Christian Miller built his business from the ground up, previously working restaurant and construction jobs.

A worker shortage on Island, driven by high housing costs that accelerated during Covid, has driven up wages, said Jesse Fuller, giving laborers more bargaining power. Standing on the edge of his bright green lawn and crystal-blue fiberglass pool, with his Bichon Frise Frieda yipping in the background, Mr. Fuller spoke about changes in the business.

“Post-Covid, the first year or two afterwards, it was ridiculous,” he said. “I couldn’t keep an employee for more than a few months because every company was short and outbidding each other.”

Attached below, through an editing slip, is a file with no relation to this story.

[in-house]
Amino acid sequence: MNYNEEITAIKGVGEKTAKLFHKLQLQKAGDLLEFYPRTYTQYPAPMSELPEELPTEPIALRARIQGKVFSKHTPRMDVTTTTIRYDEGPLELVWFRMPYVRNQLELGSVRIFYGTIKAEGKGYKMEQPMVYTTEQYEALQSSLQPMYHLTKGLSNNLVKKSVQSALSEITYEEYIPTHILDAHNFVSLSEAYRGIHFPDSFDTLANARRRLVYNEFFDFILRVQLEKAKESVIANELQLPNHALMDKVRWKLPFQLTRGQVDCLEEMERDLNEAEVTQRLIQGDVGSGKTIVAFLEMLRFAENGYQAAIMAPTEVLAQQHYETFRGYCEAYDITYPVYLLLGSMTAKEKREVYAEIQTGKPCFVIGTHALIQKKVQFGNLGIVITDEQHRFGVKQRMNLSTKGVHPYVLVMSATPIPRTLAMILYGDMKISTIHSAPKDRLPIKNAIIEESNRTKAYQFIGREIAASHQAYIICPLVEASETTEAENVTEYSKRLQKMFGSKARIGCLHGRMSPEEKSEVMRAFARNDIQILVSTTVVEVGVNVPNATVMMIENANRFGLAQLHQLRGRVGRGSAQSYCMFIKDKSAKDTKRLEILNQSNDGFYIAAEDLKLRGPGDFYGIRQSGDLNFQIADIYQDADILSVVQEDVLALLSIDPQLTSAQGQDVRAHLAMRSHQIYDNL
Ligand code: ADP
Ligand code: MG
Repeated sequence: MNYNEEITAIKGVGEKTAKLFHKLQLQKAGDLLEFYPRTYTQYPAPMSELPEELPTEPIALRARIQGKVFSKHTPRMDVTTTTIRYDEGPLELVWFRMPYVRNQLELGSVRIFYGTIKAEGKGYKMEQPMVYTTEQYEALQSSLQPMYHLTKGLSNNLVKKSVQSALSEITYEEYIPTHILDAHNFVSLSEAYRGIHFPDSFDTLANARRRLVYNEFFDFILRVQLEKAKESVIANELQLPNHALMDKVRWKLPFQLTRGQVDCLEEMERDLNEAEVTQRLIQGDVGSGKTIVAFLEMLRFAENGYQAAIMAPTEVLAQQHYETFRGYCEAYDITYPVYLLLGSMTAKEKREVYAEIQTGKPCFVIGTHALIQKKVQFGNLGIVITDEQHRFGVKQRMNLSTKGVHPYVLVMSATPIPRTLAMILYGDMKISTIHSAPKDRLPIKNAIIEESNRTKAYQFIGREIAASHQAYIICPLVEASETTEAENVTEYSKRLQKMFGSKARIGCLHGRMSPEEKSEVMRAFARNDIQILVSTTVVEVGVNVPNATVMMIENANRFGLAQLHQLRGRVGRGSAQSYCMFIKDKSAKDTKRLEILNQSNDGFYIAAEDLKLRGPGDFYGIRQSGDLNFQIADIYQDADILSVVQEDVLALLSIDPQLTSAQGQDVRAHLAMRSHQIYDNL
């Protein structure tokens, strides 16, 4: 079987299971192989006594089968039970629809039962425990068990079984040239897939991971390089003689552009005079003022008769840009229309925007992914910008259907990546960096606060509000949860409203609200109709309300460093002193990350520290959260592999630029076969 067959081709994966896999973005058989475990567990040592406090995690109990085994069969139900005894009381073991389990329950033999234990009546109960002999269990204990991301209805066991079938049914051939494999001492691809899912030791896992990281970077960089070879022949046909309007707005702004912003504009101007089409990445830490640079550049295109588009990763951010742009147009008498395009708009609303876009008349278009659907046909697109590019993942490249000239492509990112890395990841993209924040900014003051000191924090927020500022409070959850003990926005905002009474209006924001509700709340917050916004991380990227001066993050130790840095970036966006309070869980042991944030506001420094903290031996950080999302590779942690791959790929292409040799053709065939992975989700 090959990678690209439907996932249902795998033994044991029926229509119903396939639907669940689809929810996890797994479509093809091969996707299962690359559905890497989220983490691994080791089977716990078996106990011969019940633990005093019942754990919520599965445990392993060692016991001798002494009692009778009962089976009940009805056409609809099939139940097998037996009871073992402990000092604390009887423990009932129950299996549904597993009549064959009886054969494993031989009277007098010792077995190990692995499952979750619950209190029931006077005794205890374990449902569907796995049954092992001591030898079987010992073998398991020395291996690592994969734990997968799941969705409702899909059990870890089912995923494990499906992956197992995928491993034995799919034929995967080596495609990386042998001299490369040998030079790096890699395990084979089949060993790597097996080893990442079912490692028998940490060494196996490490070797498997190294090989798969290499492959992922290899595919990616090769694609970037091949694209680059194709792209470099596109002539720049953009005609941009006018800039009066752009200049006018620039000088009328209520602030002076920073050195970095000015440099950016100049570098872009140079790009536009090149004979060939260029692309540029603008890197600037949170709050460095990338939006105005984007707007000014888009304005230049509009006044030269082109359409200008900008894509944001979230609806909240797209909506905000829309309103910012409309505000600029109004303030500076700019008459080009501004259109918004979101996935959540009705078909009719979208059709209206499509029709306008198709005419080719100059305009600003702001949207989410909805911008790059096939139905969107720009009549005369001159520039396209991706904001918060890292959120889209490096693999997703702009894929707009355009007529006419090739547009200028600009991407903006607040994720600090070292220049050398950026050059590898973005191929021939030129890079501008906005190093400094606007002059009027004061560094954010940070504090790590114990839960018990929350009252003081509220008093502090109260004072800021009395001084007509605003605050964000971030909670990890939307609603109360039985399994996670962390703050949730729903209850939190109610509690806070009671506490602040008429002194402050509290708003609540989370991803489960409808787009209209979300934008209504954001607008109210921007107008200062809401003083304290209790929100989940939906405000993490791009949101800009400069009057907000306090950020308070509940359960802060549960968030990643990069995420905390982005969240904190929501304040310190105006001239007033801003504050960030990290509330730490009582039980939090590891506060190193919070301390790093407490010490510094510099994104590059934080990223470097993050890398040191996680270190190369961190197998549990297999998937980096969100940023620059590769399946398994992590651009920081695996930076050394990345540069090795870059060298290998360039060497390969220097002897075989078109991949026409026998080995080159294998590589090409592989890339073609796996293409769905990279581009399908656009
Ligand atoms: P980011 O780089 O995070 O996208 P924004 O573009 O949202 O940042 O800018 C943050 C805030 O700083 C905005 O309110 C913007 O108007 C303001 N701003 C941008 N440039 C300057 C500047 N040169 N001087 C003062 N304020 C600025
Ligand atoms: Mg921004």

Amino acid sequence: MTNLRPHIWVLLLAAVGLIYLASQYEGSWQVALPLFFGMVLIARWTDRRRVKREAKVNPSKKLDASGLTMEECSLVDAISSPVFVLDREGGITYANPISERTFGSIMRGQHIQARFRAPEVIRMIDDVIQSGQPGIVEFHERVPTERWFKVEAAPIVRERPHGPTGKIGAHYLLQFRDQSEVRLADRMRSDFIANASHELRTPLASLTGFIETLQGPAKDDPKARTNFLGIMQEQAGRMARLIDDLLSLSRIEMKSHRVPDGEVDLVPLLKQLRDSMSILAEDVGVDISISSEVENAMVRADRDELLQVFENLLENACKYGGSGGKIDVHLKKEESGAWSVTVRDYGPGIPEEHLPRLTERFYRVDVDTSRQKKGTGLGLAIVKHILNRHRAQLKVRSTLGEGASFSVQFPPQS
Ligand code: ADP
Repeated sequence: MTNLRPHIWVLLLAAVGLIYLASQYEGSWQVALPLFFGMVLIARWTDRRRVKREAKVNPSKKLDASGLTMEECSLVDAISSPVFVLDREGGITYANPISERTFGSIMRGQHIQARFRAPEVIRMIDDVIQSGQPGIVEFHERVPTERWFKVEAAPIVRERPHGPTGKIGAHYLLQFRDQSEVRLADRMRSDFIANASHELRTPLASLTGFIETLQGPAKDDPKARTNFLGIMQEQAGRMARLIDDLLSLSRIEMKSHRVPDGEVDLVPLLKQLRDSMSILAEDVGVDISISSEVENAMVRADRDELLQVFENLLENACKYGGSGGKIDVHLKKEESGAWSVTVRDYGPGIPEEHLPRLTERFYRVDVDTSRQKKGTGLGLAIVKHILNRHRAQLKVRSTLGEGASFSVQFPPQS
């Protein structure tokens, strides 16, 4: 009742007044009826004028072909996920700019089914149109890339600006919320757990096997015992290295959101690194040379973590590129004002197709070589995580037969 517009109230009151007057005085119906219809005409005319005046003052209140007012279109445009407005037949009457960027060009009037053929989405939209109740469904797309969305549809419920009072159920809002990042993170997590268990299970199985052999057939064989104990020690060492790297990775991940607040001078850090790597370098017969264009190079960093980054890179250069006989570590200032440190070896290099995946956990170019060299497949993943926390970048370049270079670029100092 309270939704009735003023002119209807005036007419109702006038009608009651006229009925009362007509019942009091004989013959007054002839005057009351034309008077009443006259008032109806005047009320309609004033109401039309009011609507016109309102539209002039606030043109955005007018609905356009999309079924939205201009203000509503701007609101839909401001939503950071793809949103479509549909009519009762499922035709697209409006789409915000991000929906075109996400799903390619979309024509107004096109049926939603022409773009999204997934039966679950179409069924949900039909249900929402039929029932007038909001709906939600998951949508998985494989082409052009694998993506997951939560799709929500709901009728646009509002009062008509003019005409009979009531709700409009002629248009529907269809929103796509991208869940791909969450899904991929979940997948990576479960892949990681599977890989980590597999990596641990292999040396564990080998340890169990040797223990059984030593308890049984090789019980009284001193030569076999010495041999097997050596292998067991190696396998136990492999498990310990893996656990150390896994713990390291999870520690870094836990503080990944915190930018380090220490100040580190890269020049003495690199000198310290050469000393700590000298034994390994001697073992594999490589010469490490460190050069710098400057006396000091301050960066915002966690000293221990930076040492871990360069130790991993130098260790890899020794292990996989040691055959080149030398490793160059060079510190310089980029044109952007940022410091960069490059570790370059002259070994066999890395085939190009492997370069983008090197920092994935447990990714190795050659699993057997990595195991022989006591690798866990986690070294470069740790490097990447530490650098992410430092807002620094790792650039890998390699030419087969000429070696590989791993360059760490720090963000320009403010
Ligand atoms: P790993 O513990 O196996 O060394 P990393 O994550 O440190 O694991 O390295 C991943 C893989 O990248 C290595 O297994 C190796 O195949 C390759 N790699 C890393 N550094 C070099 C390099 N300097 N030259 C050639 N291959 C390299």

High housing prices have also meant there are fewer folks “bouncing around” on-Island, Mr. Fuller said, referring to transient workers. It is no longer feasible, he said, to bring in workers from Boston or Florida for jobs either.

“I’m definitely nervous about employees going in the future years,” Mr. Fuller said.

Mr. Donaroma said he has also grappled with housing prices, which have pushed out college kids who used to fill his ranks as summer workers; roughly 60 per cent of Donaroma’s revenue is generated in May and June. Even with the high pay, he said, most workers cannot afford to put down roots on the Island.

“What we get now is the big immigrant push, who are willing to live five deep, or in the back of a car, or in a tent,” he said. “I actually find them sometimes sleeping in the back of my box trucks.”

For Christian Miller, the problem was clear from his first visit to the Island.

“When I moved to the Island I saw a housing problem, because I lived it,” he said. “I lived in a house with 20 other dudes, some of them I didn’t even know, but I had to live in it because I had no place else to go.”